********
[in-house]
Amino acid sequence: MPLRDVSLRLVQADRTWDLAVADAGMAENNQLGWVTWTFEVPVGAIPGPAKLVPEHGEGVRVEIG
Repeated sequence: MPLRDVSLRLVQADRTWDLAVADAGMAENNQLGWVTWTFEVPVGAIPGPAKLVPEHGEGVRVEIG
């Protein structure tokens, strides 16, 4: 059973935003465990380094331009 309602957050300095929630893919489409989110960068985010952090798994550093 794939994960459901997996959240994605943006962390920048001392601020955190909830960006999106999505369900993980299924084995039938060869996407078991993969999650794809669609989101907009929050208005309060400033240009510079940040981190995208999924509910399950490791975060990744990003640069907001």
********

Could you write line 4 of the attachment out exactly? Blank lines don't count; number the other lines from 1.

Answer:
């Protein structure tokens, strides 16, 4: 059973935003465990380094331009 309602957050300095929630893919489409989110960068985010952090798994550093 794939994960459901997996959240994605943006962390920048001392601020955190909830960006999106999505369900993980299924084995039938060869996407078991993969999650794809669609989101907009929050208005309060400033240009510079940040981190995208999924509910399950490791975060990744990003640069907001």